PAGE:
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Journal Article


Kamal ASMM, Shamsudduha M, Ahmed B, Hassan SMK, Islam MS, Kelman I, Fordham M. Int. J. Disaster Risk Reduct. 2018; 31: 478-488.


(Copyright © 2018, Elsevier Publishing)






Globally, a number of catastrophic hydrometeorological hazards occurred in 2017 among which the monsoon floods in South Asia was particularly disastrous, killing nearly 1200 people in India, Nepal and Bangladesh. The wetland region (Haor) of northeastern (NE) Bangladesh was severely affected by flash floods early in 2017, affecting nearly 1 million households and damaging US $450 million worth of rice crops. This study investigates how the NE Bangladesh experienced the 2017 flash floods, and to what degree the wetland communities are vulnerable and resilience to flash floods. Focus group discussion, key informant interviews, and household questionnaire surveys (n = 80) were applied in the study area of Sunamganj district.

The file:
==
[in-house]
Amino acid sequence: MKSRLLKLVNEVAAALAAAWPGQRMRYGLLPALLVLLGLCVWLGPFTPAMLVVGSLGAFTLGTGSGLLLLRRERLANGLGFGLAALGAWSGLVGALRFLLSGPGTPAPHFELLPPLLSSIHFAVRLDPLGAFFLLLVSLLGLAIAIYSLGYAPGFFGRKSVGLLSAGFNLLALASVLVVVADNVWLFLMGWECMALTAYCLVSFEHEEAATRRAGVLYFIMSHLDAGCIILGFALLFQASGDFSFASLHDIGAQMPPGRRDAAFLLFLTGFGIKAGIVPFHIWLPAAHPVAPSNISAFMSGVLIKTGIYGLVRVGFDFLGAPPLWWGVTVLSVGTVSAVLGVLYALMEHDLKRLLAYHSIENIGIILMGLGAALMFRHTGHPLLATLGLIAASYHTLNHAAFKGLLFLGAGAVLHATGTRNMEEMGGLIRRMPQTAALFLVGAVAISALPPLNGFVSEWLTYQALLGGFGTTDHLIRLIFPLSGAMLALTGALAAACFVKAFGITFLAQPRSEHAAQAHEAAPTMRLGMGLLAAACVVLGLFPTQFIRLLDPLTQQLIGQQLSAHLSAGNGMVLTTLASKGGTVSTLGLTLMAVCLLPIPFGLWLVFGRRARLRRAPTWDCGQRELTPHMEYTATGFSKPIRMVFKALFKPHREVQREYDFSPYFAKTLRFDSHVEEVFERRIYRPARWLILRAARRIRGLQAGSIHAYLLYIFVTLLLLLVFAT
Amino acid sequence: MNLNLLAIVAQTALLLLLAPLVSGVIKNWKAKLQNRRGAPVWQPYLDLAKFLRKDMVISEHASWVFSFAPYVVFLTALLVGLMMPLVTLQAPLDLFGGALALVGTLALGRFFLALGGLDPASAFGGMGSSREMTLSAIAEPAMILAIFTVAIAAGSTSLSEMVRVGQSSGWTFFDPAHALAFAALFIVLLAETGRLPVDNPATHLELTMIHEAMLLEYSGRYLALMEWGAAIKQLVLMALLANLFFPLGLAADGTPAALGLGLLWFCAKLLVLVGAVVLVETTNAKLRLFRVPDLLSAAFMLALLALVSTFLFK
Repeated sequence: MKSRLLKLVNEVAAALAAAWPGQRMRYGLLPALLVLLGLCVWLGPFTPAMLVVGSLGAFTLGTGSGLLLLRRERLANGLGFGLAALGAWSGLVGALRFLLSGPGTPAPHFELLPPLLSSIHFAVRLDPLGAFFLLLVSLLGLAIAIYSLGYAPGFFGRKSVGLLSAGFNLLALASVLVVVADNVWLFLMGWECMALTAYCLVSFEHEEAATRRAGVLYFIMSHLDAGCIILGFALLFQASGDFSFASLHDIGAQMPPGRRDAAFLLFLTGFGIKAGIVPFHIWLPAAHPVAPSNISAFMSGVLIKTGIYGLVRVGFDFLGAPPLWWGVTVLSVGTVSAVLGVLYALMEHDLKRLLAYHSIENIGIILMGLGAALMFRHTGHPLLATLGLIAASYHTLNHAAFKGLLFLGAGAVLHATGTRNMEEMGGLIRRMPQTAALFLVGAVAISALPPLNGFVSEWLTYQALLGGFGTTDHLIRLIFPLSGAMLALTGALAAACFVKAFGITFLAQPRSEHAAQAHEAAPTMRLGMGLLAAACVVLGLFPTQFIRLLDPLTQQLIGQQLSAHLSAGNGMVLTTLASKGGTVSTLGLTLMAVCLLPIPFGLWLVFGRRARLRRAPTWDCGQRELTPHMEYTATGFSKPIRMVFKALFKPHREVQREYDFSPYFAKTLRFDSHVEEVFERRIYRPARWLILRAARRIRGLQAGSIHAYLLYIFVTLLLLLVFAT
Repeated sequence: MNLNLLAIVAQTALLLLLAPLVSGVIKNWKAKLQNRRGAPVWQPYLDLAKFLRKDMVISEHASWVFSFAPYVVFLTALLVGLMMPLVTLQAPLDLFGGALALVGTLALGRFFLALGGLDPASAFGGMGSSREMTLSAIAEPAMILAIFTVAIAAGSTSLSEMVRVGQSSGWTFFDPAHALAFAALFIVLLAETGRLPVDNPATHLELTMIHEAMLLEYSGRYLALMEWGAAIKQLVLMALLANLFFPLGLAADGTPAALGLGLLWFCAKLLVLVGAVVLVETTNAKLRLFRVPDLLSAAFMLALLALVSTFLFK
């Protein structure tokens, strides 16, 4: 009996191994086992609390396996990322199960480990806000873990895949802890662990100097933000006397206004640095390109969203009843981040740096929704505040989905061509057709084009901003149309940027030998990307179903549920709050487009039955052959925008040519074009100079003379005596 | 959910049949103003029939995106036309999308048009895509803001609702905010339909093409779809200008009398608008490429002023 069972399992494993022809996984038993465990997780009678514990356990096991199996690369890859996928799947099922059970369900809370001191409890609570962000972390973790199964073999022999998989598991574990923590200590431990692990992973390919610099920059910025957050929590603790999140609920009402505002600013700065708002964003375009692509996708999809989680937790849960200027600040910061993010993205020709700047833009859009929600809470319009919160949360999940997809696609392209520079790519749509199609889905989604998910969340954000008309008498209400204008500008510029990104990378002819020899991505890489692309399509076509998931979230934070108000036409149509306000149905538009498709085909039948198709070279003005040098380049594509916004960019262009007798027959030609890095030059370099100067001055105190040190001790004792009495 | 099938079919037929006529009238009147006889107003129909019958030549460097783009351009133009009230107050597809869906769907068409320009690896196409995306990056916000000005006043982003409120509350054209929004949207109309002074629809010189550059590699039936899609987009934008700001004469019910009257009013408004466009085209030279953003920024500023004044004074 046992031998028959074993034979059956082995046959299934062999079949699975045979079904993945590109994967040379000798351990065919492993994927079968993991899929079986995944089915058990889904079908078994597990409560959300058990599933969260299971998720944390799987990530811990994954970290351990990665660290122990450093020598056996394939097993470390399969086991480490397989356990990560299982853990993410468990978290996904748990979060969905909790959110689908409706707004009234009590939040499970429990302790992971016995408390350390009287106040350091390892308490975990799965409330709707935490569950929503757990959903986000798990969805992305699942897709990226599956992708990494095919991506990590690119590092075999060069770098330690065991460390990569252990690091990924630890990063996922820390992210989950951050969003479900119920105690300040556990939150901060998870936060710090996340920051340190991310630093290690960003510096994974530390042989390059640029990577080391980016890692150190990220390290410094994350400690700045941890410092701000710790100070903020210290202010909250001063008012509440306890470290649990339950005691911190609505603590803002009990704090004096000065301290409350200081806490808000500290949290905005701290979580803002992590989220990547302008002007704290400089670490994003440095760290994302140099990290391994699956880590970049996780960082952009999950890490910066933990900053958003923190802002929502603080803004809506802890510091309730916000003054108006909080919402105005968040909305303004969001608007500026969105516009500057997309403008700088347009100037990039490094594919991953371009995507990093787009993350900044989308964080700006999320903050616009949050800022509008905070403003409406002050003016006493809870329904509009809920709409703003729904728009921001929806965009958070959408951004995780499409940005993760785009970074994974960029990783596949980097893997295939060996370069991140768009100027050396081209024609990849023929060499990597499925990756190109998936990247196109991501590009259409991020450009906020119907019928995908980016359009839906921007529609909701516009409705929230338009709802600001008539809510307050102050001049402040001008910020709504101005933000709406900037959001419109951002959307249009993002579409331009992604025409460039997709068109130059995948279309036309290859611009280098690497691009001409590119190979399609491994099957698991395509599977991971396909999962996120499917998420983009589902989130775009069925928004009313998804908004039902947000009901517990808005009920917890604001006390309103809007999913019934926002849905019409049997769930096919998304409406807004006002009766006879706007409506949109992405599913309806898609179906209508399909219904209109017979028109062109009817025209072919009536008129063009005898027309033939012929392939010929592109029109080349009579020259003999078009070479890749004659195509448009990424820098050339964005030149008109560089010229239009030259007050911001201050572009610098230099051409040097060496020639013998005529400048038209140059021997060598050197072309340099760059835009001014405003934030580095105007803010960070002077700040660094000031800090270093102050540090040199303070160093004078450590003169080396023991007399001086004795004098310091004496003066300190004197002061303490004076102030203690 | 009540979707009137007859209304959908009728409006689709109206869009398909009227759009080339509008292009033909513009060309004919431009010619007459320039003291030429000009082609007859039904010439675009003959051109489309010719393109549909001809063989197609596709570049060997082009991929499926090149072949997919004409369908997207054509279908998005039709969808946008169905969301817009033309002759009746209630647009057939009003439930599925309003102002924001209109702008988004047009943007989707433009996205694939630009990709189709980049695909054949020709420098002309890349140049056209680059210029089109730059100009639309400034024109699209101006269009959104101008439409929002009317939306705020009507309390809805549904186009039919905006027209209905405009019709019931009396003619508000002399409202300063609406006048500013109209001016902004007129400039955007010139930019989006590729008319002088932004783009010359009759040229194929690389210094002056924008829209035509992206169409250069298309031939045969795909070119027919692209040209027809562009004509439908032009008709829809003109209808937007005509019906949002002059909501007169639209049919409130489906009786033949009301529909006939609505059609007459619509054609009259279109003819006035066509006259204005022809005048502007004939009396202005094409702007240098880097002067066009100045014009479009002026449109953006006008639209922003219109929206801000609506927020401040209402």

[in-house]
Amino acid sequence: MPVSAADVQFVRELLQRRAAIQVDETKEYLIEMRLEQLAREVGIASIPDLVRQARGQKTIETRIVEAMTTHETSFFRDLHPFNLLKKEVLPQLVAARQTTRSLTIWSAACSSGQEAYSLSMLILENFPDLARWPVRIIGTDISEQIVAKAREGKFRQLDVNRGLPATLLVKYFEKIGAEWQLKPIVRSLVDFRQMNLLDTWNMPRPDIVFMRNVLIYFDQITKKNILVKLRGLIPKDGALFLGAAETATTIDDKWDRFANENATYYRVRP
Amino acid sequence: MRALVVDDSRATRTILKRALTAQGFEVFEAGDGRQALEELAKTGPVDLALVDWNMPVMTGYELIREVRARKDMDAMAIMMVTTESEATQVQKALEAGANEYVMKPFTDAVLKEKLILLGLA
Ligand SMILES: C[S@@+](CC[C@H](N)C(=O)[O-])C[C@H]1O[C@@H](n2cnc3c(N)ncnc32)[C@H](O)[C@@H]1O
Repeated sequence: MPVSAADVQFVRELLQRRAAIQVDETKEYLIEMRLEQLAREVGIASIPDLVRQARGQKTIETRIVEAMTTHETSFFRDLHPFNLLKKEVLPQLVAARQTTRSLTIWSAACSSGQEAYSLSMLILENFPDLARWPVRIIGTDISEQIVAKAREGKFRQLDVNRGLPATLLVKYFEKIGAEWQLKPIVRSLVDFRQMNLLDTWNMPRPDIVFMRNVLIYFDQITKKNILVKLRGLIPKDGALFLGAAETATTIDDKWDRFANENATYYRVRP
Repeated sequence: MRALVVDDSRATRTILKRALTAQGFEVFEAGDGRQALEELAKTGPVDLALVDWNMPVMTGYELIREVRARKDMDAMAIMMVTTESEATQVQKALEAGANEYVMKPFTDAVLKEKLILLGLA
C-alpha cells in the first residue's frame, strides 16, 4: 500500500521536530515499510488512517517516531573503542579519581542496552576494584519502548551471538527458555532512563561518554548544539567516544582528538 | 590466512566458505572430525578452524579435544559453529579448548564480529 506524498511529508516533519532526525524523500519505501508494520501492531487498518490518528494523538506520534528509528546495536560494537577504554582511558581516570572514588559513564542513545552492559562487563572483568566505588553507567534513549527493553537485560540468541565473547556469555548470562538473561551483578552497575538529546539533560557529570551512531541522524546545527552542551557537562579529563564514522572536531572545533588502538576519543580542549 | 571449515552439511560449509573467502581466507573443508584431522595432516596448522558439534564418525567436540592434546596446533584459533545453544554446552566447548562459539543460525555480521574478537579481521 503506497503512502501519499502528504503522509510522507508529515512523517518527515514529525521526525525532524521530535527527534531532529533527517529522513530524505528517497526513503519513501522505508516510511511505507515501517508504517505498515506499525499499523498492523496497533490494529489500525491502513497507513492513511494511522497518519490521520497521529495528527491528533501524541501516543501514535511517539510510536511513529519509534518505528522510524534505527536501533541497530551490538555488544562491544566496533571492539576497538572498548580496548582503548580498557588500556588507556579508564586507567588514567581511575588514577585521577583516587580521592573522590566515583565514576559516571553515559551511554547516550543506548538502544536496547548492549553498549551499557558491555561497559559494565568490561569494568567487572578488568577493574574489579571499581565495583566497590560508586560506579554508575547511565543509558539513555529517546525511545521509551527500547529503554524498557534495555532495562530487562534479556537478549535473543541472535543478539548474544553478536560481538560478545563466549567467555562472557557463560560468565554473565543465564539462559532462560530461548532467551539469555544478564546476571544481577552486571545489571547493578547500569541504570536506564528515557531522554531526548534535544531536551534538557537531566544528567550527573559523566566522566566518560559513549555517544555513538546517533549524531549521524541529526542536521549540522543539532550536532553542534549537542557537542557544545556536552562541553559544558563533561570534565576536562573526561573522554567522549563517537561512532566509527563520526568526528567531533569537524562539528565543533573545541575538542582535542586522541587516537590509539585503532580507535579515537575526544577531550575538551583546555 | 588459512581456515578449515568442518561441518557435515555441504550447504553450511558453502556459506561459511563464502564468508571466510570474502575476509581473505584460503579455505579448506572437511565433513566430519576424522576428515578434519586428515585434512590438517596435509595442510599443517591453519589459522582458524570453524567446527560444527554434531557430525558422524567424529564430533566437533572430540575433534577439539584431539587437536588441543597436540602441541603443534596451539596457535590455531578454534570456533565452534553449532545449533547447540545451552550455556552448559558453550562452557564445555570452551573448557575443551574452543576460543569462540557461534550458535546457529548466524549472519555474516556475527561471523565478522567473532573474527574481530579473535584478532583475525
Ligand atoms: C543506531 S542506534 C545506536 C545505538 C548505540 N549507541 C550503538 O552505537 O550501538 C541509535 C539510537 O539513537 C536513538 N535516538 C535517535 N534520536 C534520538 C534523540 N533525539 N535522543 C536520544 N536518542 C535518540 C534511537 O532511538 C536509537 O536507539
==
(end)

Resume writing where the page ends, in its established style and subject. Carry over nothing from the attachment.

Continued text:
RESULTS from statistical analyses and regression modelling reveal that poor people are particularly vulnerable to floods but they are also more adaptive and thus resilient; middle-income households are vulnerable as they are hesitant to take up any jobs and accept flood relief; and rich households, despite being less adaptive, are able to recover from flood disasters because of wealth. This study reveals that resilience also stems from deep religious faith in the Haor inhabitants that supports communities to move on by accepting that most natural calamities such as flash floods are divine tests. This study also finds that women are particularly vulnerable and less resilient as they are not normally allowed to work outside of their homes and beyond the Haor communities due to cultural and religious reasons.

Language: en


Bangladesh; Flash flooding; Haor region; Livelihoods; Resilience; Vulnerability


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